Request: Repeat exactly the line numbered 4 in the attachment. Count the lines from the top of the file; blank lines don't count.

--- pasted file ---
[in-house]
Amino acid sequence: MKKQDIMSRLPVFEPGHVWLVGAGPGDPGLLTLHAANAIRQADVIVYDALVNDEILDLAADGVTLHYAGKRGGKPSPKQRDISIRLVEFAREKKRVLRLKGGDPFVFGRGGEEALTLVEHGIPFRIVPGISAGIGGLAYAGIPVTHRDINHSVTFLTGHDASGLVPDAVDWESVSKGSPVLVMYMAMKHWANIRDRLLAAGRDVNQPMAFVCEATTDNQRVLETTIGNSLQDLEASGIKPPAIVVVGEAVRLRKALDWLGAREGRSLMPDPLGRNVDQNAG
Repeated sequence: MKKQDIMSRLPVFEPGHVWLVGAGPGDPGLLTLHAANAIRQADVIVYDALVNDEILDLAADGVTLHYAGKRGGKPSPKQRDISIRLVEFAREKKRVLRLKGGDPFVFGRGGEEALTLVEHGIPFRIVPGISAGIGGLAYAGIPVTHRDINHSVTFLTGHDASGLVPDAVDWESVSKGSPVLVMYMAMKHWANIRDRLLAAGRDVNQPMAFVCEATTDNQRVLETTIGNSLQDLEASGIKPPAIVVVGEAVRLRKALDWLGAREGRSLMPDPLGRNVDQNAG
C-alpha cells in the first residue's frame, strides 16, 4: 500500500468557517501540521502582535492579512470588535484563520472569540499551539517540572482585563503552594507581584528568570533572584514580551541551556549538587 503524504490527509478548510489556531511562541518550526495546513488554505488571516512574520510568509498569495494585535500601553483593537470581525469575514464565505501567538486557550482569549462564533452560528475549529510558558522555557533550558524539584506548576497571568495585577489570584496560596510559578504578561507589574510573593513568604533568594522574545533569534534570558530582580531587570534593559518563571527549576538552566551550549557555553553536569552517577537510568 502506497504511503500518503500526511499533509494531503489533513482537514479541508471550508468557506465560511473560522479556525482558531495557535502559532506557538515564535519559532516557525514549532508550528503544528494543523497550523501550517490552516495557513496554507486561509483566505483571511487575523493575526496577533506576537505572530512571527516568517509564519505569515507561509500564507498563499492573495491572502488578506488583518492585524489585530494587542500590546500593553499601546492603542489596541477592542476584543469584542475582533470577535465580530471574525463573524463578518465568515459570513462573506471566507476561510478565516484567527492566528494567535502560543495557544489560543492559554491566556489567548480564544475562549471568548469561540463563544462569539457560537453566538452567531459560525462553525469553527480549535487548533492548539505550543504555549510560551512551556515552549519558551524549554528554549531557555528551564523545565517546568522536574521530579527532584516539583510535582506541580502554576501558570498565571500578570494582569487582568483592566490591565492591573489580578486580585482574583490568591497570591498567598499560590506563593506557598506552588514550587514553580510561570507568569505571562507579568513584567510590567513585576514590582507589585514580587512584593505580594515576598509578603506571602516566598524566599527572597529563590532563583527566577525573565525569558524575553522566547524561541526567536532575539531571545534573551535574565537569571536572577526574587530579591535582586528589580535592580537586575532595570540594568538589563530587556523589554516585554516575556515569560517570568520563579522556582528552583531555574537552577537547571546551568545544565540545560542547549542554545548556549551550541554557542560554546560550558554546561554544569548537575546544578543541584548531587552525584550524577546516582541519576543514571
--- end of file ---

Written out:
C-alpha cells in the first residue's frame, strides 16, 4: 500500500468557517501540521502582535492579512470588535484563520472569540499551539517540572482585563503552594507581584528568570533572584514580551541551556549538587 503524504490527509478548510489556531511562541518550526495546513488554505488571516512574520510568509498569495494585535500601553483593537470581525469575514464565505501567538486557550482569549462564533452560528475549529510558558522555557533550558524539584506548576497571568495585577489570584496560596510559578504578561507589574510573593513568604533568594522574545533569534534570558530582580531587570534593559518563571527549576538552566551550549557555553553536569552517577537510568 502506497504511503500518503500526511499533509494531503489533513482537514479541508471550508468557506465560511473560522479556525482558531495557535502559532506557538515564535519559532516557525514549532508550528503544528494543523497550523501550517490552516495557513496554507486561509483566505483571511487575523493575526496577533506576537505572530512571527516568517509564519505569515507561509500564507498563499492573495491572502488578506488583518492585524489585530494587542500590546500593553499601546492603542489596541477592542476584543469584542475582533470577535465580530471574525463573524463578518465568515459570513462573506471566507476561510478565516484567527492566528494567535502560543495557544489560543492559554491566556489567548480564544475562549471568548469561540463563544462569539457560537453566538452567531459560525462553525469553527480549535487548533492548539505550543504555549510560551512551556515552549519558551524549554528554549531557555528551564523545565517546568522536574521530579527532584516539583510535582506541580502554576501558570498565571500578570494582569487582568483592566490591565492591573489580578486580585482574583490568591497570591498567598499560590506563593506557598506552588514550587514553580510561570507568569505571562507579568513584567510590567513585576514590582507589585514580587512584593505580594515576598509578603506571602516566598524566599527572597529563590532563583527566577525573565525569558524575553522566547524561541526567536532575539531571545534573551535574565537569571536572577526574587530579591535582586528589580535592580537586575532595570540594568538589563530587556523589554516585554516575556515569560517570568520563579522556582528552583531555574537552577537547571546551568545544565540545560542547549542554545548556549551550541554557542560554546560550558554546561554544569548537575546544578543541584548531587552525584550524577546516582541519576543514571